Government discussing price cap with Ofgem - minister
The government is talking to Ofgem about possible changes to the energy price cap, a junior minister has said.
Paul Scully, the small business minister, told Sky News that the government has had "lots of conversations…with companies themselves, with Ofgem, in reviewing the price cap. We clearly want to protect customers."
Gas and electricity bills may not exceed the price cap, which is reviewed twice a year and set by the regulator. In August, Ofgem announced it would go up by 12% to £1,277 for a household using an average amount of energy, with the changes coming into effect from October.
The next official review is in April.
Fears are growing, however, that companies will still be at risk of collapse despite the rise. According to figures calculated by consultants EnAppSys for the Financial Times, the average annual bill would need to rise to £1,834 if households are to cover the full costs of buying supplies now for the next 12 months.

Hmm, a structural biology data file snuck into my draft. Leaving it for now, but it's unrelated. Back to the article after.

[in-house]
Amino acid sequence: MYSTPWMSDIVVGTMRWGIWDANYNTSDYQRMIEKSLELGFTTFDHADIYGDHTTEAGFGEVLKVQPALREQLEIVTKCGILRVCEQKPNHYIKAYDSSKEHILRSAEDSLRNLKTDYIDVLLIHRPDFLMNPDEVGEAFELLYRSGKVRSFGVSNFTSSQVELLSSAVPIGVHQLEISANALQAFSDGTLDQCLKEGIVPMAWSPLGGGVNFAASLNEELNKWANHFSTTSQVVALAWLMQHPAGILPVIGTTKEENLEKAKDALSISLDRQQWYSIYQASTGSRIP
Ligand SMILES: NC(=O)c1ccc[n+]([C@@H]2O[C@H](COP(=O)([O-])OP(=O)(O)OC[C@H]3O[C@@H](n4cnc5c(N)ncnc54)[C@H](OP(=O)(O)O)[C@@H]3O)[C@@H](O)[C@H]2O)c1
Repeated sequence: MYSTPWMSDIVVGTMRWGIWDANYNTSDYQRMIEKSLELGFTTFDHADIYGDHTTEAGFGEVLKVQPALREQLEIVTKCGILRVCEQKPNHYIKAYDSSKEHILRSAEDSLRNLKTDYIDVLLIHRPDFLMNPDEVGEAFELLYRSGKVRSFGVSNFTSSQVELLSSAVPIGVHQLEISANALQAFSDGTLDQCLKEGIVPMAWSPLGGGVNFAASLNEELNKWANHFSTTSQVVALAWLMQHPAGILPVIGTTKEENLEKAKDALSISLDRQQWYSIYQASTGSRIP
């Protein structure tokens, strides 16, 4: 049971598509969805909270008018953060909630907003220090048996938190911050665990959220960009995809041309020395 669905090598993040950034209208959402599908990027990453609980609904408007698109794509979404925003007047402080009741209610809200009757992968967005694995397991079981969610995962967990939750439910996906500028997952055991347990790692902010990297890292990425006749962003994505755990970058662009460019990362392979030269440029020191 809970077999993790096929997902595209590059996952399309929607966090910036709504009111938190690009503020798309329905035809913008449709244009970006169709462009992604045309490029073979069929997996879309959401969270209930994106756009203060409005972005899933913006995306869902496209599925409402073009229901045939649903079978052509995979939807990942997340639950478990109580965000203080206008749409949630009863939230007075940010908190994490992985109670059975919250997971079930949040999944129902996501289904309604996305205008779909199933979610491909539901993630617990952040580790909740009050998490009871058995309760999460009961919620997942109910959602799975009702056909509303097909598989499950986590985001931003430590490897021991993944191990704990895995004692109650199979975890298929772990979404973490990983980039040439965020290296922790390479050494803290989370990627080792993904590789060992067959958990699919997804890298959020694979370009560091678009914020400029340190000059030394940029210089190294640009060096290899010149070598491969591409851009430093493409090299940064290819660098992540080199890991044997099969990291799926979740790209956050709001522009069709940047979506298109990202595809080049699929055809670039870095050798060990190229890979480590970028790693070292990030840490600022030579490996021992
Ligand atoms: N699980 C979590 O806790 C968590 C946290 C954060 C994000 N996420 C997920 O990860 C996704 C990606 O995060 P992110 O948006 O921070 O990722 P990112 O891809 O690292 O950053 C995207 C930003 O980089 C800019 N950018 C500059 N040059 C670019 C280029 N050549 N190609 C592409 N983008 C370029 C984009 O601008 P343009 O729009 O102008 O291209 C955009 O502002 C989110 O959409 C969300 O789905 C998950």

On Thursday, Avro Energy and Green Supplier became the latest small providers to cease trading. Utility Point and People’s Energy collapsed earlier this month.
Wholesale gas prices have soared by around 250% this year, fuelled by a variety of factors, including less wind output, lower than normal stores, and lower supplies from Russia, Europe’s largest supplier. At the same time, demand has surged as economies emerge from the pandemic. Unprecedented weather around the world has further heightened demand.
Larger suppliers hedge against price fluctuations but smaller companies are either unable or unwilling to do so. Such large hikes in wholesale price are also unprecedented, with Ofgem chief executive Jonathan Brearley telling parliament: "It really is something that we don’t think we’ve before at this pace."